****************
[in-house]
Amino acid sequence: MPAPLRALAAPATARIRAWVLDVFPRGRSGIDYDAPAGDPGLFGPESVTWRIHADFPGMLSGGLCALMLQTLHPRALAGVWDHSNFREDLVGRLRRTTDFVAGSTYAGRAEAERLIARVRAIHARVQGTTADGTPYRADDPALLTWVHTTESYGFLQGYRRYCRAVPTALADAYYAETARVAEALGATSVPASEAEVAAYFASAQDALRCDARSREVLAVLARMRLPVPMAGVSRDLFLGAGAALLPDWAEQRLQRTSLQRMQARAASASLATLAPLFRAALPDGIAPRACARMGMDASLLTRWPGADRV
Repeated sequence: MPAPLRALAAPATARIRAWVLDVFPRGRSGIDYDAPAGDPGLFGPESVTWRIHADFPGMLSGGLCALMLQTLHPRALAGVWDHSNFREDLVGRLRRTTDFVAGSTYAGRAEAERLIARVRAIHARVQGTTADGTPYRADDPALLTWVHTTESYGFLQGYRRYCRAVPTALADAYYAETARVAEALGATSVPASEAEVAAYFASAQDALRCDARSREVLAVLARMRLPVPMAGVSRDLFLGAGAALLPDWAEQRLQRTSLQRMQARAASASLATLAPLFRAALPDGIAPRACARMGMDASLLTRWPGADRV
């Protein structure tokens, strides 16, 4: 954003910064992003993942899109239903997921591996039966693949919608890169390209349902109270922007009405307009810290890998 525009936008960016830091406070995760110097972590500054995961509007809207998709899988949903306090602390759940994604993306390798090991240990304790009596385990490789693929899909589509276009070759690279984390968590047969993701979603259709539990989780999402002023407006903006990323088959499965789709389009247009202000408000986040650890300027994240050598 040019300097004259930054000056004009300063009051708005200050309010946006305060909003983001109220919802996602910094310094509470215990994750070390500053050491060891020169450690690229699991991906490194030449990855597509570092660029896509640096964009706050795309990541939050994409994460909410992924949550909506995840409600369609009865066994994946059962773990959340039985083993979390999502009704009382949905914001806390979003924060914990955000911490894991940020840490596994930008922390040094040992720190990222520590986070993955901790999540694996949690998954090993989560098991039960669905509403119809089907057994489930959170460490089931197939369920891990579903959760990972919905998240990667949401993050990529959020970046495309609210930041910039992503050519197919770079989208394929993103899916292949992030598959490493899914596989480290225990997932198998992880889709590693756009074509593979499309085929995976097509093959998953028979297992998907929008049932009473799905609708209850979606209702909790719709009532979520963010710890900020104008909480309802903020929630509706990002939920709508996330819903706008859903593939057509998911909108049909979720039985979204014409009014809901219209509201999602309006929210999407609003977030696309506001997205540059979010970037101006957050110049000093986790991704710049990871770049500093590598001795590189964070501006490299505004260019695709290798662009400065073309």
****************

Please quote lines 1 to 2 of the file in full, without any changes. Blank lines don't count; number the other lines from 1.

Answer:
[in-house]
Amino acid sequence: MPAPLRALAAPATARIRAWVLDVFPRGRSGIDYDAPAGDPGLFGPESVTWRIHADFPGMLSGGLCALMLQTLHPRALAGVWDHSNFREDLVGRLRRTTDFVAGSTYAGRAEAERLIARVRAIHARVQGTTADGTPYRADDPALLTWVHTTESYGFLQGYRRYCRAVPTALADAYYAETARVAEALGATSVPASEAEVAAYFASAQDALRCDARSREVLAVLARMRLPVPMAGVSRDLFLGAGAALLPDWAEQRLQRTSLQRMQARAASASLATLAPLFRAALPDGIAPRACARMGMDASLLTRWPGADRV